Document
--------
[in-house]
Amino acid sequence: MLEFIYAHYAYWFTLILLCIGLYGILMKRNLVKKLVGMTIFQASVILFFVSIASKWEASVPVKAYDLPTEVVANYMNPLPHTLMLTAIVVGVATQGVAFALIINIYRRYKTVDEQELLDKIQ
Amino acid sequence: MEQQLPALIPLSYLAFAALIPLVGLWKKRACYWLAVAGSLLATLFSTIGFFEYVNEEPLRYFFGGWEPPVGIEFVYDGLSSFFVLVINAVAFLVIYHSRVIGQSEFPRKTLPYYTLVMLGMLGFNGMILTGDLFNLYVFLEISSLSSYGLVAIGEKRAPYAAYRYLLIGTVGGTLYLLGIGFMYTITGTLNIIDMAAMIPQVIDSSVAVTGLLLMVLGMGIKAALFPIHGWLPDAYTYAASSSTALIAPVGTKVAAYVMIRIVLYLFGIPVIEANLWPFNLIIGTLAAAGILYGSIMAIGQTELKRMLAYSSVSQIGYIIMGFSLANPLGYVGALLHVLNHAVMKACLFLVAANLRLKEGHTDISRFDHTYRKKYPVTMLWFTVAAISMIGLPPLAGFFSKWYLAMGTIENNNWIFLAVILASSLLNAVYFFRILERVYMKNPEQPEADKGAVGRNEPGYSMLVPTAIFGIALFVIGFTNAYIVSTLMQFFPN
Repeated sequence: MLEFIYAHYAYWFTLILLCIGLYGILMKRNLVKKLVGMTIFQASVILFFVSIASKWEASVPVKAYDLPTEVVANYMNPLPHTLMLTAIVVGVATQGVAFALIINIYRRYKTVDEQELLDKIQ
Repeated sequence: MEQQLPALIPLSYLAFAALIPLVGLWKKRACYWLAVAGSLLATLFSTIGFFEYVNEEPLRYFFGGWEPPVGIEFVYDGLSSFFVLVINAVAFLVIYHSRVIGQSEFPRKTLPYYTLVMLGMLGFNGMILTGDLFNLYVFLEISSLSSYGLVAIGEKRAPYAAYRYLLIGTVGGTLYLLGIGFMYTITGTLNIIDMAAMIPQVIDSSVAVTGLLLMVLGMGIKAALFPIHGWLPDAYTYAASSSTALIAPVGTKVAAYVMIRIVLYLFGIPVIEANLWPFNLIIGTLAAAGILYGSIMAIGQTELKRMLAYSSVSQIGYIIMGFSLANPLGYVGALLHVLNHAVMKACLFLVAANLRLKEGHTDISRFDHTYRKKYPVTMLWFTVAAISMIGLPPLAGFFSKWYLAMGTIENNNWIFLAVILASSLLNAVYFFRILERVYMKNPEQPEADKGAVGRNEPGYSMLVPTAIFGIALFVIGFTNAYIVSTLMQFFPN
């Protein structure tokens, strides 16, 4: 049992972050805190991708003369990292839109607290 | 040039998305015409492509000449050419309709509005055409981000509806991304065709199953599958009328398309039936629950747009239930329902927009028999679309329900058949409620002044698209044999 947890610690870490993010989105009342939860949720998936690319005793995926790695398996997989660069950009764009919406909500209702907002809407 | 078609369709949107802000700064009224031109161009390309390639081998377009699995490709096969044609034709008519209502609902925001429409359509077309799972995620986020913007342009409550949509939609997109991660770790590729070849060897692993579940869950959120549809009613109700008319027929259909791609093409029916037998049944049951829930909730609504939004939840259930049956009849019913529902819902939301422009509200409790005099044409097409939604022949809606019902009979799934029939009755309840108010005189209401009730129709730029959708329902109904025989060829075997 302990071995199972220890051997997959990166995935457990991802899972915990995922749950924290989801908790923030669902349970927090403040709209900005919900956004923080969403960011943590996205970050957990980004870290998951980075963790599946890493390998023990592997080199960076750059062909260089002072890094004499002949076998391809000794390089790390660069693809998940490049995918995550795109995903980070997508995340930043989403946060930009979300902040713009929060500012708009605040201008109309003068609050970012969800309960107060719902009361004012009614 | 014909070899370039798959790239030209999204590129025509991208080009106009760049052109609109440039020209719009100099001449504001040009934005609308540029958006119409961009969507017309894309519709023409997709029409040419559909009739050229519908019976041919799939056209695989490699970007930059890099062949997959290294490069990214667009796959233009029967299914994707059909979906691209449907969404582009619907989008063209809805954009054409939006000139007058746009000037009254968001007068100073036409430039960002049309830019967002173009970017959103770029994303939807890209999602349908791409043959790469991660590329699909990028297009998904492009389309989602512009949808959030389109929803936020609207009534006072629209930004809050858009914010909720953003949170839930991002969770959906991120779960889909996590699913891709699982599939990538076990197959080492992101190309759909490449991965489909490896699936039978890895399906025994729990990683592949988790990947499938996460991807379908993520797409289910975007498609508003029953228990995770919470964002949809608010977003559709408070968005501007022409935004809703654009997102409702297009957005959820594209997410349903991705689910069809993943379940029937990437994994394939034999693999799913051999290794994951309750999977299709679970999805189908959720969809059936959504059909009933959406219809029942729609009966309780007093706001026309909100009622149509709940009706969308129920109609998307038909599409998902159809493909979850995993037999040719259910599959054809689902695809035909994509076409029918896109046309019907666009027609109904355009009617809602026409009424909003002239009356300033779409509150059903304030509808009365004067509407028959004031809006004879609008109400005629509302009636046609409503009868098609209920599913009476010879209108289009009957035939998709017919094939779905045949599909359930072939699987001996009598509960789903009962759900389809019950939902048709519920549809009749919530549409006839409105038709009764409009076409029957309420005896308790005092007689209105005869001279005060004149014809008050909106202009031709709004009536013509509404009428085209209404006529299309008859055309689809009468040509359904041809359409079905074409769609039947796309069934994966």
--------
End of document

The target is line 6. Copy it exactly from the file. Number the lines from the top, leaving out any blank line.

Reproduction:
């Protein structure tokens, strides 16, 4: 049992972050805190991708003369990292839109607290 | 040039998305015409492509000449050419309709509005055409981000509806991304065709199953599958009328398309039936629950747009239930329902927009028999679309329900058949409620002044698209044999 947890610690870490993010989105009342939860949720998936690319005793995926790695398996997989660069950009764009919406909500209702907002809407 | 078609369709949107802000700064009224031109161009390309390639081998377009699995490709096969044609034709008519209502609902925001429409359509077309799972995620986020913007342009409550949509939609997109991660770790590729070849060897692993579940869950959120549809009613109700008319027929259909791609093409029916037998049944049951829930909730609504939004939840259930049956009849019913529902819902939301422009509200409790005099044409097409939604022949809606019902009979799934029939009755309840108010005189209401009730129709730029959708329902109904025989060829075997 302990071995199972220890051997997959990166995935457990991802899972915990995922749950924290989801908790923030669902349970927090403040709209900005919900956004923080969403960011943590996205970050957990980004870290998951980075963790599946890493390998023990592997080199960076750059062909260089002072890094004499002949076998391809000794390089790390660069693809998940490049995918995550795109995903980070997508995340930043989403946060930009979300902040713009929060500012708009605040201008109309003068609050970012969800309960107060719902009361004012009614 | 014909070899370039798959790239030209999204590129025509991208080009106009760049052109609109440039020209719009100099001449504001040009934005609308540029958006119409961009969507017309894309519709023409997709029409040419559909009739050229519908019976041919799939056209695989490699970007930059890099062949997959290294490069990214667009796959233009029967299914994707059909979906691209449907969404582009619907989008063209809805954009054409939006000139007058746009000037009254968001007068100073036409430039960002049309830019967002173009970017959103770029994303939807890209999602349908791409043959790469991660590329699909990028297009998904492009389309989602512009949808959030389109929803936020609207009534006072629209930004809050858009914010909720953003949170839930991002969770959906991120779960889909996590699913891709699982599939990538076990197959080492992101190309759909490449991965489909490896699936039978890895399906025994729990990683592949988790990947499938996460991807379908993520797409289910975007498609508003029953228990995770919470964002949809608010977003559709408070968005501007022409935004809703654009997102409702297009957005959820594209997410349903991705689910069809993943379940029937990437994994394939034999693999799913051999290794994951309750999977299709679970999805189908959720969809059936959504059909009933959406219809029942729609009966309780007093706001026309909100009622149509709940009706969308129920109609998307038909599409998902159809493909979850995993037999040719259910599959054809689902695809035909994509076409029918896109046309019907666009027609109904355009009617809602026409009424909003002239009356300033779409509150059903304030509808009365004067509407028959004031809006004879609008109400005629509302009636046609409503009868098609209920599913009476010879209108289009009957035939998709017919094939779905045949599909359930072939699987001996009598509960789903009962759900389809019950939902048709519920549809009749919530549409006839409105038709009764409009076409029957309420005896308790005092007689209105005869001279005060004149014809008050909106202009031709709004009536013509509404009428085209209404006529299309008859055309689809009468040509359904041809359409079905074409769609039947796309069934994966």